School Brussels, Belgium
In Brussels, a new school complex will be built, containing a day-care center, a primary school, a secondary school and two gyms. This extensive program is ingeniously fit to a plot that is in principal not large enough.
A challenging location
The school complex will accommodate a day-care center for 72 children, a primary school for 456 kids, a secondary school for 288 pupils and two sports facilities. Each of the schools will have their own recognizable identities, their own entrances and separate schoolyards. All of this has to fit on a plot of 5.500 square meters. The urban framework poses extra limitations: it has been decided to only build alongside of the street, creating a closed city block. The maximum height of the new building is 15 meters and the maximum depth 12,15 meters. In fact, it does not fit. In addition, a height difference between schools in the plot of nearly 7 meters complicates the project. Granting all wishes within these strict constraints was a complex puzzle. It required intensive cooperation and careful calibration between architecture, landscape architecture and engineering.
In order to realize the program within the limitations of the plot part of the building was placed underground. The schoolyards are situated on different levels resulting in a stacked landscape, inspired by Asian rice fields, or the hanging gardens of Babylon. The gyms are built completely underground. The kindergarten classrooms are grouped around a sunken, atrium-like courtyard. Above that, the primary schoolyard is located. An indoor bicycle parking separates this area from the secondary school. On the roof of the bicycle parking a lounge area is created with ping-pong tables. Covering all that is a large awning; Belgian regulations require schools to provide sheltered outdoor spaces for their students. On top of this awning, a vegetable garden is established. The different levels naturally create separate outdoor areas. The transitions provide exciting play-zones with slopes, slides and stairs. In addition, the whole complex is accessible for disabled people.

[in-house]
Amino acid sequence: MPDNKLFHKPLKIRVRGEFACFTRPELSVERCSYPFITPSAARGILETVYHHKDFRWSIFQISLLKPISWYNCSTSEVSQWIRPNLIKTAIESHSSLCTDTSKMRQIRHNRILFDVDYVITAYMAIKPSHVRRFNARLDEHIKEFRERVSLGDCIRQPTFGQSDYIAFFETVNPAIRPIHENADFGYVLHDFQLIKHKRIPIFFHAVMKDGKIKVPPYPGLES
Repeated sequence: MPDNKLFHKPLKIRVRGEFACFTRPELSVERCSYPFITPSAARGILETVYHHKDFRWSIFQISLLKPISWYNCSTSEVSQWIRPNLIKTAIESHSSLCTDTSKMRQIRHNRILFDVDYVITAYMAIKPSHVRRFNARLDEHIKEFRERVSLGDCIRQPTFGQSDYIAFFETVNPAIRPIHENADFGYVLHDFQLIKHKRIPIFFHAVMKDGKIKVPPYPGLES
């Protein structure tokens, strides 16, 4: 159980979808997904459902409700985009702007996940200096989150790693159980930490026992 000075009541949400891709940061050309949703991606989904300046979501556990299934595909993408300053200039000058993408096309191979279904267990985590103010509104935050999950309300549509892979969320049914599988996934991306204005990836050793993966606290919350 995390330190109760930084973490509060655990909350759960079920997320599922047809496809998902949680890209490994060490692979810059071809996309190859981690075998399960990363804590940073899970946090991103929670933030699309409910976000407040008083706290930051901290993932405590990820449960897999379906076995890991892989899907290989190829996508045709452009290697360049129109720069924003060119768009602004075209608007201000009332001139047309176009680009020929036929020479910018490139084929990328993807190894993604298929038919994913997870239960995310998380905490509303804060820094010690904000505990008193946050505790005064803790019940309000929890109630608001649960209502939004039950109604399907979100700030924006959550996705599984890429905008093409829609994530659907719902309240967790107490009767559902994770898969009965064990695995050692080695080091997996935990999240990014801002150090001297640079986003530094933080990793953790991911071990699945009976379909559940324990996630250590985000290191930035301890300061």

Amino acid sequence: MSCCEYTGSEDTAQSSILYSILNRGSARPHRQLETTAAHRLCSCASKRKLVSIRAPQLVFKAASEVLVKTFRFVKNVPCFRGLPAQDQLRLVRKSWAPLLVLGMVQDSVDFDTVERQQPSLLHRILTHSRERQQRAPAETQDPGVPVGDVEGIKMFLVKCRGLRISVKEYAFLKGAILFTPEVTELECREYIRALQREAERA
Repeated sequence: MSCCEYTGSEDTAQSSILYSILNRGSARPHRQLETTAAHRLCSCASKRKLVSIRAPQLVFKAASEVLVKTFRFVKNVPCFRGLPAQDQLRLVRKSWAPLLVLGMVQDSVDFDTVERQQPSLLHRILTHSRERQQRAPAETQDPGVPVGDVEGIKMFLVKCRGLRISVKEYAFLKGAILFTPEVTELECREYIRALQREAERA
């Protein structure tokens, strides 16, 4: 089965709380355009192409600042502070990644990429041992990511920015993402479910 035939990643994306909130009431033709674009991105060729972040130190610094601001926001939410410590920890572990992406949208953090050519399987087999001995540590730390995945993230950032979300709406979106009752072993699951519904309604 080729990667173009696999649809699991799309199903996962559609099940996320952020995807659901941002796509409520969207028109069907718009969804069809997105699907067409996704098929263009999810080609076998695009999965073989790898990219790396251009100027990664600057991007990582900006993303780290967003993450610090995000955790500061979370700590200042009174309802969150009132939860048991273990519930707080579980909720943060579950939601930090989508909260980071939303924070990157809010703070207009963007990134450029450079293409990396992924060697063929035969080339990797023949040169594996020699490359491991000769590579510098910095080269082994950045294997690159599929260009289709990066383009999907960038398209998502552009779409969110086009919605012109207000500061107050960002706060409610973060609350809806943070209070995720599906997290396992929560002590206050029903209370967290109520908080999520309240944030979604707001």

Ingenious water retention
The City of Brussels is extremely ambitious when it comes to climate resilience. It requires half of the plot’s surface to be permeable, so rainwater can infiltrate into the ground. Because of the intensive use of space, it is not possible to meet this demand. Instead, an ingenious system has been designed resulting in a careful rainwater collection system. Roofs are covered with grass and succulents where possible. Rainwater that cannot infiltrate directly into the ground, flows through gutters and down a waterfall into a buffer container. This water is then used to flush the toilets. In the kindergarten courtyard, the rainwater ends up in a decorative basin, from which it can seep into an infiltration crate and into the ground. The water system connects the separate schoolyards, while providing a stimulating and educational playground
- Location: Mutsaardlaan 61, 1020 Brussel, België